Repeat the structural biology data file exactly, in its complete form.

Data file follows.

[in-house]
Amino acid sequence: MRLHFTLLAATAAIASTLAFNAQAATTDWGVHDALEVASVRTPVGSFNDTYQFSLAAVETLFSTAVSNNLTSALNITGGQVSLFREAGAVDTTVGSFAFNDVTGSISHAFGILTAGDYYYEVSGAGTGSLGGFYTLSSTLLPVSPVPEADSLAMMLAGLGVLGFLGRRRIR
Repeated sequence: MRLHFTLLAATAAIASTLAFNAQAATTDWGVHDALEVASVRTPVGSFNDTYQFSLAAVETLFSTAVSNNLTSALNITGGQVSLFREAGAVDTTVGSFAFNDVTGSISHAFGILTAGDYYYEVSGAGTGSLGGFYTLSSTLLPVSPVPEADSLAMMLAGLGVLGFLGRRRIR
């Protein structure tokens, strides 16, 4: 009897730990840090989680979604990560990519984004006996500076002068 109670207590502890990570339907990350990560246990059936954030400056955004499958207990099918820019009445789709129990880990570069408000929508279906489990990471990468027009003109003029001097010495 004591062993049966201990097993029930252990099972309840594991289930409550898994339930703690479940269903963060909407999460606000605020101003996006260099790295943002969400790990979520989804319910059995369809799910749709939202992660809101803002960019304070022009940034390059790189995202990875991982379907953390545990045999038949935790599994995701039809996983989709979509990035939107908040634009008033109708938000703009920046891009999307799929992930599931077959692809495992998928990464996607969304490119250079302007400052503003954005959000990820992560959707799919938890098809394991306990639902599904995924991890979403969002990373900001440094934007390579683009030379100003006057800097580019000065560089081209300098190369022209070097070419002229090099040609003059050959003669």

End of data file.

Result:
[in-house]
Amino acid sequence: MRLHFTLLAATAAIASTLAFNAQAATTDWGVHDALEVASVRTPVGSFNDTYQFSLAAVETLFSTAVSNNLTSALNITGGQVSLFREAGAVDTTVGSFAFNDVTGSISHAFGILTAGDYYYEVSGAGTGSLGGFYTLSSTLLPVSPVPEADSLAMMLAGLGVLGFLGRRRIR
Repeated sequence: MRLHFTLLAATAAIASTLAFNAQAATTDWGVHDALEVASVRTPVGSFNDTYQFSLAAVETLFSTAVSNNLTSALNITGGQVSLFREAGAVDTTVGSFAFNDVTGSISHAFGILTAGDYYYEVSGAGTGSLGGFYTLSSTLLPVSPVPEADSLAMMLAGLGVLGFLGRRRIR
């Protein structure tokens, strides 16, 4: 009897730990840090989680979604990560990519984004006996500076002068 109670207590502890990570339907990350990560246990059936954030400056955004499958207990099918820019009445789709129990880990570069408000929508279906489990990471990468027009003109003029001097010495 004591062993049966201990097993029930252990099972309840594991289930409550898994339930703690479940269903963060909407999460606000605020101003996006260099790295943002969400790990979520989804319910059995369809799910749709939202992660809101803002960019304070022009940034390059790189995202990875991982379907953390545990045999038949935790599994995701039809996983989709979509990035939107908040634009008033109708938000703009920046891009999307799929992930599931077959692809495992998928990464996607969304490119250079302007400052503003954005959000990820992560959707799919938890098809394991306990639902599904995924991890979403969002990373900001440094934007390579683009030379100003006057800097580019000065560089081209300098190369022209070097070419002229090099040609003059050959003669």